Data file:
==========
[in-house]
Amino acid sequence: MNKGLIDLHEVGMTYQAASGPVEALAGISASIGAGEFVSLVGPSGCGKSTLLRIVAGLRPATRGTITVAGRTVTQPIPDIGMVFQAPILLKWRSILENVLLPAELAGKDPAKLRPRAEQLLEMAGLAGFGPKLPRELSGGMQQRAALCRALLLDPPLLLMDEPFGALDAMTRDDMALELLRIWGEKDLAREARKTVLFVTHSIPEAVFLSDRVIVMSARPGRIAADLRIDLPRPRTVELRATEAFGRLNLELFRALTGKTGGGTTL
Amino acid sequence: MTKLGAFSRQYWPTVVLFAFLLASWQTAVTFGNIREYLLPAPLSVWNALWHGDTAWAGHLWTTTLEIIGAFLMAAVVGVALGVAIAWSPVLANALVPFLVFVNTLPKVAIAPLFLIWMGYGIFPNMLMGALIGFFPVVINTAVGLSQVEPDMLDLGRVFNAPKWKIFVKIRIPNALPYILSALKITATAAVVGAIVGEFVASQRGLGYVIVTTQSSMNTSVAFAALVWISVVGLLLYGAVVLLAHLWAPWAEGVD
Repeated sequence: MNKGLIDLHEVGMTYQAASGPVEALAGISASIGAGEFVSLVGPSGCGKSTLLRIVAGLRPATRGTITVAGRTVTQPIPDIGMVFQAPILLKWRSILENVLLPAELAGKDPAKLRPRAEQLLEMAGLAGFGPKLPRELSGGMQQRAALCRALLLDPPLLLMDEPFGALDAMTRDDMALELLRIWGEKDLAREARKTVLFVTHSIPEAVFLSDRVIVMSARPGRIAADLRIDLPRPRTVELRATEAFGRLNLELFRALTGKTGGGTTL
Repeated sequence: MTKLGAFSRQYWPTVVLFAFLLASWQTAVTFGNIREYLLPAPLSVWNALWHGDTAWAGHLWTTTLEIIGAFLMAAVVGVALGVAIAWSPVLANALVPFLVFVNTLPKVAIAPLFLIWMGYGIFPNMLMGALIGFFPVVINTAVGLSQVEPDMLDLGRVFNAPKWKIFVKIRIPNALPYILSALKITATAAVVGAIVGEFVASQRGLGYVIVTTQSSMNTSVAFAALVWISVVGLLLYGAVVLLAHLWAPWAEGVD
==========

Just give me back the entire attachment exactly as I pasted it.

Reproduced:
[in-house]
Amino acid sequence: MNKGLIDLHEVGMTYQAASGPVEALAGISASIGAGEFVSLVGPSGCGKSTLLRIVAGLRPATRGTITVAGRTVTQPIPDIGMVFQAPILLKWRSILENVLLPAELAGKDPAKLRPRAEQLLEMAGLAGFGPKLPRELSGGMQQRAALCRALLLDPPLLLMDEPFGALDAMTRDDMALELLRIWGEKDLAREARKTVLFVTHSIPEAVFLSDRVIVMSARPGRIAADLRIDLPRPRTVELRATEAFGRLNLELFRALTGKTGGGTTL
Amino acid sequence: MTKLGAFSRQYWPTVVLFAFLLASWQTAVTFGNIREYLLPAPLSVWNALWHGDTAWAGHLWTTTLEIIGAFLMAAVVGVALGVAIAWSPVLANALVPFLVFVNTLPKVAIAPLFLIWMGYGIFPNMLMGALIGFFPVVINTAVGLSQVEPDMLDLGRVFNAPKWKIFVKIRIPNALPYILSALKITATAAVVGAIVGEFVASQRGLGYVIVTTQSSMNTSVAFAALVWISVVGLLLYGAVVLLAHLWAPWAEGVD
Repeated sequence: MNKGLIDLHEVGMTYQAASGPVEALAGISASIGAGEFVSLVGPSGCGKSTLLRIVAGLRPATRGTITVAGRTVTQPIPDIGMVFQAPILLKWRSILENVLLPAELAGKDPAKLRPRAEQLLEMAGLAGFGPKLPRELSGGMQQRAALCRALLLDPPLLLMDEPFGALDAMTRDDMALELLRIWGEKDLAREARKTVLFVTHSIPEAVFLSDRVIVMSARPGRIAADLRIDLPRPRTVELRATEAFGRLNLELFRALTGKTGGGTTL
Repeated sequence: MTKLGAFSRQYWPTVVLFAFLLASWQTAVTFGNIREYLLPAPLSVWNALWHGDTAWAGHLWTTTLEIIGAFLMAAVVGVALGVAIAWSPVLANALVPFLVFVNTLPKVAIAPLFLIWMGYGIFPNMLMGALIGFFPVVINTAVGLSQVEPDMLDLGRVFNAPKWKIFVKIRIPNALPYILSALKITATAAVVGAIVGEFVASQRGLGYVIVTTQSSMNTSVAFAALVWISVVGLLLYGAVVLLAHLWAPWAEGVD